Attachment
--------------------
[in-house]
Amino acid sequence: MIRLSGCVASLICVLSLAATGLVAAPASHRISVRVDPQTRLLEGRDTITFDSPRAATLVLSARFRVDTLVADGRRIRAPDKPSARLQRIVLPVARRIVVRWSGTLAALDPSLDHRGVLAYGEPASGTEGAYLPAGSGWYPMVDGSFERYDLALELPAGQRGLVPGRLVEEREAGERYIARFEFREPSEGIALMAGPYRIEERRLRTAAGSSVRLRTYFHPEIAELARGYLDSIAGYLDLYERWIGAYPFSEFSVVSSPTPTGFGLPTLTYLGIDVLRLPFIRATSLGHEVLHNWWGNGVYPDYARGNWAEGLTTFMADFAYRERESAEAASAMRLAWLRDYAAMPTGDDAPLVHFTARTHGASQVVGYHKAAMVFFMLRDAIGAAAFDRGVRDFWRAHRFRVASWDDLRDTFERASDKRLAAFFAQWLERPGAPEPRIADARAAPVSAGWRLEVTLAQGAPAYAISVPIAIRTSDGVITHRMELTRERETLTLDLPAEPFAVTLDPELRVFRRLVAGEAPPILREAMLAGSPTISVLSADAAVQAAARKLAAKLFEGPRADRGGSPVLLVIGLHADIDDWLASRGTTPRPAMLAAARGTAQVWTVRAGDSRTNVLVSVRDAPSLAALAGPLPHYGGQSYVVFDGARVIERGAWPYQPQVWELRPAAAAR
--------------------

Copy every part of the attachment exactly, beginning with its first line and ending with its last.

[in-house]
Amino acid sequence: MIRLSGCVASLICVLSLAATGLVAAPASHRISVRVDPQTRLLEGRDTITFDSPRAATLVLSARFRVDTLVADGRRIRAPDKPSARLQRIVLPVARRIVVRWSGTLAALDPSLDHRGVLAYGEPASGTEGAYLPAGSGWYPMVDGSFERYDLALELPAGQRGLVPGRLVEEREAGERYIARFEFREPSEGIALMAGPYRIEERRLRTAAGSSVRLRTYFHPEIAELARGYLDSIAGYLDLYERWIGAYPFSEFSVVSSPTPTGFGLPTLTYLGIDVLRLPFIRATSLGHEVLHNWWGNGVYPDYARGNWAEGLTTFMADFAYRERESAEAASAMRLAWLRDYAAMPTGDDAPLVHFTARTHGASQVVGYHKAAMVFFMLRDAIGAAAFDRGVRDFWRAHRFRVASWDDLRDTFERASDKRLAAFFAQWLERPGAPEPRIADARAAPVSAGWRLEVTLAQGAPAYAISVPIAIRTSDGVITHRMELTRERETLTLDLPAEPFAVTLDPELRVFRRLVAGEAPPILREAMLAGSPTISVLSADAAVQAAARKLAAKLFEGPRADRGGSPVLLVIGLHADIDDWLASRGTTPRPAMLAAARGTAQVWTVRAGDSRTNVLVSVRDAPSLAALAGPLPHYGGQSYVVFDGARVIERGAWPYQPQVWELRPAAAAR